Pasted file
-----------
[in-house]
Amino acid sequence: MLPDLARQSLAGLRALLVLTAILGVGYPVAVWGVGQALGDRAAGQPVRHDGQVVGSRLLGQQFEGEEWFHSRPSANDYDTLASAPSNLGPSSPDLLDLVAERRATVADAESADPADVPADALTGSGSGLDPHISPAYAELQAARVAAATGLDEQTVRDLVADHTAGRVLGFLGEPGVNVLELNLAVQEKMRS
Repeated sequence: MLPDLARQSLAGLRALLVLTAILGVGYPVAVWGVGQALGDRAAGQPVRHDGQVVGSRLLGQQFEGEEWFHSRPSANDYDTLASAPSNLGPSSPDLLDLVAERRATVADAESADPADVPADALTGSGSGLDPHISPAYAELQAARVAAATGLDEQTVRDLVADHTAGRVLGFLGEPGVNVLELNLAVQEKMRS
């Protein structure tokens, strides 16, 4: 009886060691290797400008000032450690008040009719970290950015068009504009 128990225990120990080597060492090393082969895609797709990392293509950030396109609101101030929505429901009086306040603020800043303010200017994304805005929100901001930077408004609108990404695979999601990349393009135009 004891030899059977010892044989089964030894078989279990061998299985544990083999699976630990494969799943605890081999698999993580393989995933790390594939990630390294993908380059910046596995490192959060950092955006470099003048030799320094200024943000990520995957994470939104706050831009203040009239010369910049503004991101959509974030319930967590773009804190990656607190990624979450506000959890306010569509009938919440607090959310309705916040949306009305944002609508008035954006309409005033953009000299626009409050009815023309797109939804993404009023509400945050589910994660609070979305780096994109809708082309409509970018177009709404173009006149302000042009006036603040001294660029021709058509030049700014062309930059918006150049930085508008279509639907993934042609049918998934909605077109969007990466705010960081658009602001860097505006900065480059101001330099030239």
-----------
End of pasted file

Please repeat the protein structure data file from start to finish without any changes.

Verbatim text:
[in-house]
Amino acid sequence: MLPDLARQSLAGLRALLVLTAILGVGYPVAVWGVGQALGDRAAGQPVRHDGQVVGSRLLGQQFEGEEWFHSRPSANDYDTLASAPSNLGPSSPDLLDLVAERRATVADAESADPADVPADALTGSGSGLDPHISPAYAELQAARVAAATGLDEQTVRDLVADHTAGRVLGFLGEPGVNVLELNLAVQEKMRS
Repeated sequence: MLPDLARQSLAGLRALLVLTAILGVGYPVAVWGVGQALGDRAAGQPVRHDGQVVGSRLLGQQFEGEEWFHSRPSANDYDTLASAPSNLGPSSPDLLDLVAERRATVADAESADPADVPADALTGSGSGLDPHISPAYAELQAARVAAATGLDEQTVRDLVADHTAGRVLGFLGEPGVNVLELNLAVQEKMRS
């Protein structure tokens, strides 16, 4: 009886060691290797400008000032450690008040009719970290950015068009504009 128990225990120990080597060492090393082969895609797709990392293509950030396109609101101030929505429901009086306040603020800043303010200017994304805005929100901001930077408004609108990404695979999601990349393009135009 004891030899059977010892044989089964030894078989279990061998299985544990083999699976630990494969799943605890081999698999993580393989995933790390594939990630390294993908380059910046596995490192959060950092955006470099003048030799320094200024943000990520995957994470939104706050831009203040009239010369910049503004991101959509974030319930967590773009804190990656607190990624979450506000959890306010569509009938919440607090959310309705916040949306009305944002609508008035954006309409005033953009000299626009409050009815023309797109939804993404009023509400945050589910994660609070979305780096994109809708082309409509970018177009709404173009006149302000042009006036603040001294660029021709058509030049700014062309930059918006150049930085508008279509639907993934042609049918998934909605077109969007990466705010960081658009602001860097505006900065480059101001330099030239």